I received an email recently asking about field strength for the men’s and women’s WC fields, particularly as it applies to mass start races. Lately we’ve seen the men’s field engage in a fair bit of pack skiing, whereas the women’s field strings out more quickly.
First, I want to dispatch with a common bit of lazy rhetoric in this area. Saying that the women’s field is ‘weak’ is not the same as saying the women are weak. I’m not sure what other people mean, but what I mean by a ‘weak field’ is simply that there are fewer skiers able to finish close to the leader. To say that there are fewer women able to (nearly) match the performance of Marit Bjørgen than there are men who can (nearly) match the performance of Petter Northug is not to say that the women are somehow less talented than the men. To the extent that this happens, I consider it primarily a legacy of gender inequalities in sports and society in general. We’ve made a lot of progress in bringing more women into this sport, but professional women’s skiing still must be several decades younger than men’s professional skiing.
With that caveat out of the way, let’s look at some data. My preferred metric for this sort of thing is to look at the number of skiers within a fixed percent of the leader. It’s sort of a ‘musical chairs’ analogy: the more skiers you have fighting for a fixed number of chairs, the more ‘competitive’ the field. Let’s begin with interval start races (click for full version):
The lines track the median number of skiers within that percent of the leader by season for men and women in interval start races only. The top two panels (0.25% and 0.5%) can be ignored for now; those percent back’s are too small to be meaningful with interval start races. They will be more relevant when we look at mass start races, which are inherently less spread out.
Over the last decade, this in quite unambiguous. There have tended to be more (sometimes considerably more!) men within a fixed percent of the winner. The men’s field appears to have seen a gradual increase over time, although there has been plenty of variation from year to year. The women’s field appears to have been more steady, with the overall number of skiers within a fixed percent of the winner remaining relatively unchanged over time. On a shorter time scale, the women appear to have seen a decrease in the number of skiers with 1.5% – 3% of the winner over the past 4 seasons or so.
How does this compare to mass (and pursuit) start races? (click for full version)
Note that the 0.25% and 0.5% panels actually have some useful data in the case of mass start races. The difference here between the men and women is even more stark. Of course, it should be noted that the number of mass/pursuit races on the schedule each season is fairly small, even nowadays. Before the last decade, they were either experimental just non-existant. Despite the small sample size, the difference between the men’s and women’s fields is noticeable.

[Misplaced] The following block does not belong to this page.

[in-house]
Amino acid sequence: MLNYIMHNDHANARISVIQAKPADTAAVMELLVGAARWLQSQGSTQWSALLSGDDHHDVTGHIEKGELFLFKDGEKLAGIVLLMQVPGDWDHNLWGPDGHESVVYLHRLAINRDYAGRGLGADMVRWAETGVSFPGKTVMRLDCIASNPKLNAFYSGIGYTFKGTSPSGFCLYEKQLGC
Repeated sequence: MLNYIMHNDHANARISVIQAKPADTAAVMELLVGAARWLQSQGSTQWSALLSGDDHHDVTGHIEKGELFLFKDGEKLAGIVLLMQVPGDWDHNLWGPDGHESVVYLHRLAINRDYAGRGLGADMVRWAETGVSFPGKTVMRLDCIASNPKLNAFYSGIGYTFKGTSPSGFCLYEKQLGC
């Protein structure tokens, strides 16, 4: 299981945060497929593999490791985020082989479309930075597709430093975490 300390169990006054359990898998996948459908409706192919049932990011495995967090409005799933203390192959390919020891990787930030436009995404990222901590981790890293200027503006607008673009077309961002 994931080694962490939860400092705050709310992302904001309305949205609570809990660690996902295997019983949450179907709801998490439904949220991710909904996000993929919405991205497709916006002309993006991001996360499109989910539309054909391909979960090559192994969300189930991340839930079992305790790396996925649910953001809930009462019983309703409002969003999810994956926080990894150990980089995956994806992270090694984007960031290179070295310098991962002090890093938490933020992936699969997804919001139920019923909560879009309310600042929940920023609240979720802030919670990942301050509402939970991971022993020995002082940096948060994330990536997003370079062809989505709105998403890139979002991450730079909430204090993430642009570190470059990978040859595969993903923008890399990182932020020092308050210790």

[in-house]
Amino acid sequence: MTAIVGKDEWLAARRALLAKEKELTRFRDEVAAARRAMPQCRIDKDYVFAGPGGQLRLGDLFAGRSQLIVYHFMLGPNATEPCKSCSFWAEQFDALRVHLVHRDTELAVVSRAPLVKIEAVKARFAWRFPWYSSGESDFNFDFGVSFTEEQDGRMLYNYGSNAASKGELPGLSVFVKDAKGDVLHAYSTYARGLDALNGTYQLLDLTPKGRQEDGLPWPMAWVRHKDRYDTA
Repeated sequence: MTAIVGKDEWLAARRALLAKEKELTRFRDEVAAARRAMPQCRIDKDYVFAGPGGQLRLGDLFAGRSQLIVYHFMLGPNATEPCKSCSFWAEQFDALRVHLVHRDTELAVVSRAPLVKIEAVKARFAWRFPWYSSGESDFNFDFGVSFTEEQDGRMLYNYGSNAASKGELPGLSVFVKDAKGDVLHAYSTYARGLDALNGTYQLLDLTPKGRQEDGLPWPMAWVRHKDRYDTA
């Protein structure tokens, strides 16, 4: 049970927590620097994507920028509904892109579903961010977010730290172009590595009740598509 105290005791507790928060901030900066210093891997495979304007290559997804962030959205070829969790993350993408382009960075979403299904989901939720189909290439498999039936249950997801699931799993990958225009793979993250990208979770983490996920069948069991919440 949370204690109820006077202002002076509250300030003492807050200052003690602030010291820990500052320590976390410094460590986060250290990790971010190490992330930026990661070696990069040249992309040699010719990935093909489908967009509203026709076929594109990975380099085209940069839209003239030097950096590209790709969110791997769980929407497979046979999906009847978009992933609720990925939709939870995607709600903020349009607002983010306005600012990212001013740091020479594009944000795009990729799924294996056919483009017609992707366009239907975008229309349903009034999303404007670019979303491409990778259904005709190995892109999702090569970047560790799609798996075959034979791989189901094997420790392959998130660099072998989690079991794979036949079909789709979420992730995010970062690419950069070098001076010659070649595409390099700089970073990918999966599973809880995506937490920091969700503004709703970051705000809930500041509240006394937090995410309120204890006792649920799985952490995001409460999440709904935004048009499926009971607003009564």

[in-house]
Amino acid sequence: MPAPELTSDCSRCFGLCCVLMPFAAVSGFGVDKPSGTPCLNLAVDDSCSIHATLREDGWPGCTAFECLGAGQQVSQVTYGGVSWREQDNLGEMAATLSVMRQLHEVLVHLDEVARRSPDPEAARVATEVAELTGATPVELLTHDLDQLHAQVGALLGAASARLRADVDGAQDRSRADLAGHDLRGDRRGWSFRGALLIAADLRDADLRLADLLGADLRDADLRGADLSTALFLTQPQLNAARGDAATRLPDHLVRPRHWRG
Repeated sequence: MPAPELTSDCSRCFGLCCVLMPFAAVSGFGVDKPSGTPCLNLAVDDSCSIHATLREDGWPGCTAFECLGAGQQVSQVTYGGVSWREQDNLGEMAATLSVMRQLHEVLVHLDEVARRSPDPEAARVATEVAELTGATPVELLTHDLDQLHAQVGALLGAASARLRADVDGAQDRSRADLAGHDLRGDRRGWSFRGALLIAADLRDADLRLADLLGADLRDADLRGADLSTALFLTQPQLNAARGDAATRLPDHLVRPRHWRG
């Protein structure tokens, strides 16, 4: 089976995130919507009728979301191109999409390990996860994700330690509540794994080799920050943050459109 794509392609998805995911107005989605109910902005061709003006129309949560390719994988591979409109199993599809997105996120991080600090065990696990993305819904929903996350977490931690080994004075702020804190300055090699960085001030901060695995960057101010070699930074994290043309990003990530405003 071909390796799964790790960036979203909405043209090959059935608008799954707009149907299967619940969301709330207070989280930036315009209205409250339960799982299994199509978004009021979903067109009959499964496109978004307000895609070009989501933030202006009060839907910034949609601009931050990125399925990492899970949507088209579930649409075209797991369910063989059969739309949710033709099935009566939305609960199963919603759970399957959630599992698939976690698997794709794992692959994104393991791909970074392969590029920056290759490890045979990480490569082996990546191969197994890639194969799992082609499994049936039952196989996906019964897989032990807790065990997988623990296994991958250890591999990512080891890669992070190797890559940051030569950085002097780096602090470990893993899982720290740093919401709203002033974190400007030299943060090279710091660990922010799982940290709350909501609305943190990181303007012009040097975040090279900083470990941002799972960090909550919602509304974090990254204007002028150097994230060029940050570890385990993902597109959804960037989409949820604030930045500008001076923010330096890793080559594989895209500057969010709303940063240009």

The trends for the men are a bit different when compared to the interval start races. We saw a general growth in the number of skiers within a fixed percent back of the leader early in the 00′s, but things seem to have steadied since then. Notice that the women’s field sees a slight decline in the past 4 season similar to what we saw with the interval start races.
Well, what could have happened over the past 4 season? I’ll tell you what: Marit Bjørgen and Justyna Kowalczyk:
Bjørgen gets all the press for crushing people, but if you removed Bjørgen from the picture, Kowalczyk would likely be nearly as dominant (at least in distance events). Only Therese Johaug seems to have figured out how to compete with these ladies just last season, and then only occasionally. I hoped that Charlotte Kalla would be more consistently competitive as well (and she may yet be; she’s pretty young) but right now we’re still waiting.
So I think that it’s fairly unambiguously true that the men’s WC field is more competitive in the following sense: if each field were a game of musical chairs, with skiers competing for 30 chairs (WC points), there are simply more men playing the game than women. That makes for a tighter game of musical chairs.
It’s not that we’re not producing gnarly, hard-core, badass female ski racers. We just don’t seem to be producing quite as many of them as we are with the men.
A further way to slice this data would be to look at breakdowns by race length, which I’ll consider in a future post…